Three years ago in December 2009 Monitor warned it was a dangerous move for mainland banks to sell credit risk to their depositors.
Now they may be about to find out for themselves just how dangerous.
Hong Kong banks learned that after selling their customers Lehman Brothers mini-bonds.
The customers thought they were buying something akin to a deposit, only with a higher yield. What they were actually buying were structured notes with a value dependent on Lehman Brothers' credit-worthiness. When Lehman went bust, the value of the notes was wiped out completely.
Understandably aggrieved at losing their savings, the mini-bond holders blamed the banks for selling such garbage. They demanded their money back - and by kicking up a fuss they got most of it.
The lesson didn't register on the mainland. For the past five years banks there have been aggressively selling their customers things called "wealth management products".
These are presented as a zero risk alternative to savings deposits. Only instead of paying interest at 2.6 per cent like a three month deposit account, a 91 day wealth management product will typically pay around 5 per cent or more.
Not surprisingly, savers have proved eager buyers. Sales have ballooned, with ratings agency Fitch estimating the value of outstanding wealth management products will hit 13 trillion yuan (HK$16 trillion) by the end of this year.
To put that number into perspective, it's equal to a third of the value of mainland savings deposits, or almost a quarter of China's likely gross domestic product for this year.
Investors are happy to buy because they believe the products are backed by the banks that sell them. What they seldom realise is that their savings are actually going to fund loans made by third party finance companies, usually to high risk ventures with no access to formal bank lending. In other words, they are being sold concentrated credit risk.
Worse, while the wealth management products typically carry a tenor of three to six months, the underlying loans often have a much longer maturity.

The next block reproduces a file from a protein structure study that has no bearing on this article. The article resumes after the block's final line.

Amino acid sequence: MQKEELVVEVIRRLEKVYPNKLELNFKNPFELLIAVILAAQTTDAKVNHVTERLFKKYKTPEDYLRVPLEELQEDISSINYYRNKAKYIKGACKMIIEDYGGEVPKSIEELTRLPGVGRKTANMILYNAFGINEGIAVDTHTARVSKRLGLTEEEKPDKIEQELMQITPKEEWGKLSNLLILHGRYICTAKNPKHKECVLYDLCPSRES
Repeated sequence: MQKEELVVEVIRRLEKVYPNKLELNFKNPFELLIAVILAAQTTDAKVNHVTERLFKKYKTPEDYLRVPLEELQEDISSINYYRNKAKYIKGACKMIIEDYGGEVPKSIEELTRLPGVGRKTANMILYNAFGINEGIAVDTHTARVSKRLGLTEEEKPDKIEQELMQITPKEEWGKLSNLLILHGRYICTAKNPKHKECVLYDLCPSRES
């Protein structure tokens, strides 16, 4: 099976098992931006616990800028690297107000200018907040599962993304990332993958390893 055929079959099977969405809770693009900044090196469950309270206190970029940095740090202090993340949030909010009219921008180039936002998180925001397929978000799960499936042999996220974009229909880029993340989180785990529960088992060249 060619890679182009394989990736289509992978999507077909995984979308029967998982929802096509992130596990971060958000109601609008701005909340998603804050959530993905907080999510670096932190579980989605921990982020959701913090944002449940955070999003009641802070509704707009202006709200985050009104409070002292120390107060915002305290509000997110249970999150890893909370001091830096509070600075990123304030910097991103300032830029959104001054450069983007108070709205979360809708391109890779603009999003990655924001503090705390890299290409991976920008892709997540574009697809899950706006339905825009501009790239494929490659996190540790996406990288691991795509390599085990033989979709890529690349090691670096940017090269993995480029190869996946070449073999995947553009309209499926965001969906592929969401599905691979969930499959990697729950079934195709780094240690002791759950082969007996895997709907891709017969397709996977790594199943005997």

That means the finance companies depend on issuing new products in order to repay the principal on their expiring notes, which of course is more or less how a Ponzi scheme works.
The danger comes if something happens to scare off investors. For example, an underlying borrower might default, leaving the finance company unable to pay out on the wealth management products it has issued.
As news spreads and the sales of new products flag, finance companies which had been relying on fresh income flows to repay the principal on their maturing notes will be forced to default in turn in a rapidly spreading domino effect.
There are concerns this may be about to happen. Earlier this week a crowd of irate investors besieged a Shanghai branch of Huaxia Bank after a wealth management product sold by the bank failed to pay out.
According to mainland media reports, a Henan businessman had siphoned off the proceeds of the note issue, which should have been lent to four companies, including two car dealerships, a pawn broker and a night club.
Huaxia denied responsibility, blaming a rogue employee it said had not been authorised to sell the wealth management product in question.
Whether or not that's true - and the "unauthorised employee" is often a kneejerk first defence in these sorts of cases - the excuse won't satisfy the bank's customers.
Like the buyers of Lehman mini-bonds, they bought the toxic investment on the bank's premises from a bank employee who very likely told them they stood little or no risk of losing money. As far as they are concerned, the bank is responsible and must make good their losses.
And if they kick up a big enough stink, the authorities may well order the bank to pay up. The last thing mainland officials want right now is a rash of protests outside the country's banks with hundreds of thousands of spooked savers demanding the immediate return of their cash.
In effect, this means China's banks could be forced to take 13 trillion yuan of high-risk assets on to their balance sheets, potentially knocking a nasty hole in their capital adequacy.
It's their own fault. They should have learned from Hong Kong.